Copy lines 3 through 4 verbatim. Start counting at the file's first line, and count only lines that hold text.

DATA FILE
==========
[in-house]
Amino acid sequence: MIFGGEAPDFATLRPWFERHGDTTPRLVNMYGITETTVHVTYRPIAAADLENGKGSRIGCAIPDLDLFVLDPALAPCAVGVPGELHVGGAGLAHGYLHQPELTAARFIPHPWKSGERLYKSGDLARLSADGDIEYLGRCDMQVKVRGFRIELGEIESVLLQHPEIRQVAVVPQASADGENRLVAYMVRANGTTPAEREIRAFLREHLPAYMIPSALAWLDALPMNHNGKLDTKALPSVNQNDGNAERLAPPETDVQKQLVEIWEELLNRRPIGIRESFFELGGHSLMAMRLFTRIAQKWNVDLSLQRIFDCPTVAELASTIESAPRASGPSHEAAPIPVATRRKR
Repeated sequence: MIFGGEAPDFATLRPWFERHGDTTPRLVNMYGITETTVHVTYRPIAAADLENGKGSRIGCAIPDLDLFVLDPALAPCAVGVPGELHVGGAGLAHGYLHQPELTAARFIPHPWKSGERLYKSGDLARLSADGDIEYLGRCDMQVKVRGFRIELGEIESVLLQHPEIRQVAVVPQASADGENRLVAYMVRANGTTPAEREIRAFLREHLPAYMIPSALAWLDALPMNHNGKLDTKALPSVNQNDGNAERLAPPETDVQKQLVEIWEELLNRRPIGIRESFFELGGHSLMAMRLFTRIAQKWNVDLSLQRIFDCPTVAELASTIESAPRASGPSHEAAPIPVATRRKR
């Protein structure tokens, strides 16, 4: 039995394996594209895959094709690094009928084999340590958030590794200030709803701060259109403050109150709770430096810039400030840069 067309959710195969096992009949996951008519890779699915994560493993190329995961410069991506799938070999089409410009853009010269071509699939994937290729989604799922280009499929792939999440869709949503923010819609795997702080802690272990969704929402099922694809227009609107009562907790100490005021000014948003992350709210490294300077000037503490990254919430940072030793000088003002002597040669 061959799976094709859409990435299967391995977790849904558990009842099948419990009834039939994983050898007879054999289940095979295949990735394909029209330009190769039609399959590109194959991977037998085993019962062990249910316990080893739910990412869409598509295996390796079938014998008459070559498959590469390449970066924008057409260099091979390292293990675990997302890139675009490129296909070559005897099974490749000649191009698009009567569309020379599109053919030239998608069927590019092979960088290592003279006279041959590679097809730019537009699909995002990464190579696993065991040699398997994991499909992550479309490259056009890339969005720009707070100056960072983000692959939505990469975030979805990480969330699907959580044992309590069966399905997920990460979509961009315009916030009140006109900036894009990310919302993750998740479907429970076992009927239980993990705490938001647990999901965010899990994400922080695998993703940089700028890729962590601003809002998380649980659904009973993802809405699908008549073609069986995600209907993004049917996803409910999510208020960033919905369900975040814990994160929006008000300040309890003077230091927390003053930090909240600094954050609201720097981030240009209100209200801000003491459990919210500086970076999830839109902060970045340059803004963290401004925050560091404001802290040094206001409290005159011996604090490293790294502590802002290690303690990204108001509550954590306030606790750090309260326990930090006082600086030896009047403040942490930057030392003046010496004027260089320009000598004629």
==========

Repeated sequence: MIFGGEAPDFATLRPWFERHGDTTPRLVNMYGITETTVHVTYRPIAAADLENGKGSRIGCAIPDLDLFVLDPALAPCAVGVPGELHVGGAGLAHGYLHQPELTAARFIPHPWKSGERLYKSGDLARLSADGDIEYLGRCDMQVKVRGFRIELGEIESVLLQHPEIRQVAVVPQASADGENRLVAYMVRANGTTPAEREIRAFLREHLPAYMIPSALAWLDALPMNHNGKLDTKALPSVNQNDGNAERLAPPETDVQKQLVEIWEELLNRRPIGIRESFFELGGHSLMAMRLFTRIAQKWNVDLSLQRIFDCPTVAELASTIESAPRASGPSHEAAPIPVATRRKR
């Protein structure tokens, strides 16, 4: 039995394996594209895959094709690094009928084999340590958030590794200030709803701060259109403050109150709770430096810039400030840069 067309959710195969096992009949996951008519890779699915994560493993190329995961410069991506799938070999089409410009853009010269071509699939994937290729989604799922280009499929792939999440869709949503923010819609795997702080802690272990969704929402099922694809227009609107009562907790100490005021000014948003992350709210490294300077000037503490990254919430940072030793000088003002002597040669 061959799976094709859409990435299967391995977790849904558990009842099948419990009834039939994983050898007879054999289940095979295949990735394909029209330009190769039609399959590109194959991977037998085993019962062990249910316990080893739910990412869409598509295996390796079938014998008459070559498959590469390449970066924008057409260099091979390292293990675990997302890139675009490129296909070559005897099974490749000649191009698009009567569309020379599109053919030239998608069927590019092979960088290592003279006279041959590679097809730019537009699909995002990464190579696993065991040699398997994991499909992550479309490259056009890339969005720009707070100056960072983000692959939505990469975030979805990480969330699907959580044992309590069966399905997920990460979509961009315009916030009140006109900036894009990310919302993750998740479907429970076992009927239980993990705490938001647990999901965010899990994400922080695998993703940089700028890729962590601003809002998380649980659904009973993802809405699908008549073609069986995600209907993004049917996803409910999510208020960033919905369900975040814990994160929006008000300040309890003077230091927390003053930090909240600094954050609201720097981030240009209100209200801000003491459990919210500086970076999830839109902060970045340059803004963290401004925050560091404001802290040094206001409290005159011996604090490293790294502590802002290690303690990204108001509550954590306030606790750090309260326990930090006082600086030896009047403040942490930057030392003046010496004027260089320009000598004629």